On Friday night, I grappled with a decision to head out to the IFOA: Best Canadian Poetry launch at Harbourfront. I wanted to go, hungrily, but five months of new parenthood had left me bleary eyed by 7 pm (the launch started at 7:30) and, often enough, Pollock spattered in spit up. Short story, I made it out, and what happened was nothing short of electrifying.
Putting aside the sheer relevance of the anthology – Best Canadian Poetry aims not just to compile the best published work of the last year, but the editors (Molly Peacock, Anita Lahey and Jacob McArthur Mooney, in this case) explore the context from which these poems spring – I was eager for reconnection; after hundreds of hours spent in my office, reconfiguring words in order to build meaning, the offer of a nation-wide psychological landscape in which to house them – and reconnect with a community, my community, after almost a year away – was poignant.
I have been to a few of these launches, but rarely, if ever, have I listened to a night of readings like this; A.F.Moritz, Amanda Jernigan, Jeff Latosik, Shane Nielsen, Richard Greene, Stevie Howell, Hoa Nguyen, Barry Dempster, Karen Solie, Priscilla Uppal, and Alexandra Oliver. It was a heavy hitting night, with urgency sidling into the last lines of poems, and leaving you feeling like you should have noticed it earlier; looking around the room, in the pin drop silence and at faces nodding silently along with the poems, it was clear the impact was universal.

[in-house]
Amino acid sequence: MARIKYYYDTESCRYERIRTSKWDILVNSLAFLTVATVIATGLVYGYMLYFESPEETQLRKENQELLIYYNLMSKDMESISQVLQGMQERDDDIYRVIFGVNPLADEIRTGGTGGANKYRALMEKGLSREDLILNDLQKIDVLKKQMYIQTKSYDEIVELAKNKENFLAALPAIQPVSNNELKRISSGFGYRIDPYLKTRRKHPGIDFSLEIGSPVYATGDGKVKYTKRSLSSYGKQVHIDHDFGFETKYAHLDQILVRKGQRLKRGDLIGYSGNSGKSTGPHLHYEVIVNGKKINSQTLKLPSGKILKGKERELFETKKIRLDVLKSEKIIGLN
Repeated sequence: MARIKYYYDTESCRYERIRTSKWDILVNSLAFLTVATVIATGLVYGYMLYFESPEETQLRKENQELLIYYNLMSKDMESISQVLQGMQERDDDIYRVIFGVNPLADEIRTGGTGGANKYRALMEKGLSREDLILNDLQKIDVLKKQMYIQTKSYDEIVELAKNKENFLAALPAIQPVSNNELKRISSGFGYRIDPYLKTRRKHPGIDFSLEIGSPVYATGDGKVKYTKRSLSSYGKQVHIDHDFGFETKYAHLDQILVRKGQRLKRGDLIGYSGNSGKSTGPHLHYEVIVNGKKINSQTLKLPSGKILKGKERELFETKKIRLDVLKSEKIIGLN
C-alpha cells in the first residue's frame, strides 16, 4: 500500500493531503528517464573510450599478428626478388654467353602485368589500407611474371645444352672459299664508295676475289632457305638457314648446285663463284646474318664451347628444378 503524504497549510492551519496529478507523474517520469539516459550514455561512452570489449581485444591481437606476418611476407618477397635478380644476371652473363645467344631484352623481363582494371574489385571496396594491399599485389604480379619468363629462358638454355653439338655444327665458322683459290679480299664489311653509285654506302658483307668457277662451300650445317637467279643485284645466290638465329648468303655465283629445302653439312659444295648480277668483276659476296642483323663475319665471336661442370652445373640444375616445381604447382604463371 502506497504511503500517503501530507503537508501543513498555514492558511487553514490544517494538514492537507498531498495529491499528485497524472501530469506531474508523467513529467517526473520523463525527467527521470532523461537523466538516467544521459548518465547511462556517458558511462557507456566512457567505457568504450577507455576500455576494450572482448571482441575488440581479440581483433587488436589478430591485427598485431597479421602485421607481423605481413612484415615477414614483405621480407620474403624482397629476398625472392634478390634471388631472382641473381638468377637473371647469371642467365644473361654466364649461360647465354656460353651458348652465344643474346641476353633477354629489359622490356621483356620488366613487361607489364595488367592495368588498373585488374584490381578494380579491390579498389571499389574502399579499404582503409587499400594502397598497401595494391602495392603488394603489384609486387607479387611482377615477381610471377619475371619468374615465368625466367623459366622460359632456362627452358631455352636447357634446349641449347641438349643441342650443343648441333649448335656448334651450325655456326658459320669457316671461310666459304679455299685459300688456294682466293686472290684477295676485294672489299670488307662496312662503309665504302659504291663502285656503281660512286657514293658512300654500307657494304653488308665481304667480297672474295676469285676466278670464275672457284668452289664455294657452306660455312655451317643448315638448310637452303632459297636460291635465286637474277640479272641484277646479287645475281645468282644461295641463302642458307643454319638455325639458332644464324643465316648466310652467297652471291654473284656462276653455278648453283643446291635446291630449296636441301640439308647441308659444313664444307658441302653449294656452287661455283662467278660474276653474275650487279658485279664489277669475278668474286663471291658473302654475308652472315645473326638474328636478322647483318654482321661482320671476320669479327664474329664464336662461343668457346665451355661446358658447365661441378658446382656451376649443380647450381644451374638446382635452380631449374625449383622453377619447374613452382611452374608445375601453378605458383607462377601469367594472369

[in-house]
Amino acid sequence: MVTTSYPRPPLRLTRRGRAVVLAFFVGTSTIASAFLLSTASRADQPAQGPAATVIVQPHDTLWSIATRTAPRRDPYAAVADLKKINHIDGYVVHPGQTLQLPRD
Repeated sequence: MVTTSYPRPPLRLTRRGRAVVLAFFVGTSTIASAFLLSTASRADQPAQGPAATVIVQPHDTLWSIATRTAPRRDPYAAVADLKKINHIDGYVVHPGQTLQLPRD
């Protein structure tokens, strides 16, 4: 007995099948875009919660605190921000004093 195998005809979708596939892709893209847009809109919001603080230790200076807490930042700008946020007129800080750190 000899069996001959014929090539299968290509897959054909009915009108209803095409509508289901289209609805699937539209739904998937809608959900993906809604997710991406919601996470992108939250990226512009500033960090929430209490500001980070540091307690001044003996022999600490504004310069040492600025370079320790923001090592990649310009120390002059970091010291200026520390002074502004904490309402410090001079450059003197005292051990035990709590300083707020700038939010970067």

As Anita Lahey notes in her excellent introduction, ‘There’s joy in these poems, huddled in the midst of their catastrophic subject matter…” How much like life, that sounded to me. Kudos to Tightrope Books and the BCP Editors for offering up such a rich tableaux of readings. Each brought a different layer, and cadence, to the proceedings.
At the after party, looking around the room at poets and publishers who had chosen, year after year, to continue down a path that kept them in thoughtfulness, was nothing short of joyful for me. So much of writing life is solitary, and I think most writers would admit that we like it that way; I know very few hyper-extroverted poets. But in this room, writers, listeners, and publishers mingled with warm enthusiasm and laughter buoyed by recognition; differences in topic were irrelevant, because the theme that united us was reverence – for words, articulation, clarity. Sometimes reunion is the only way to realize that you spend most of your days alone. It’s not a tragedy, we are all alone in some way, but it is a journey, and reunion, however fleeting, with those who launch from the same fabric, and inspire you to keep moving, is nothing short of invigorating.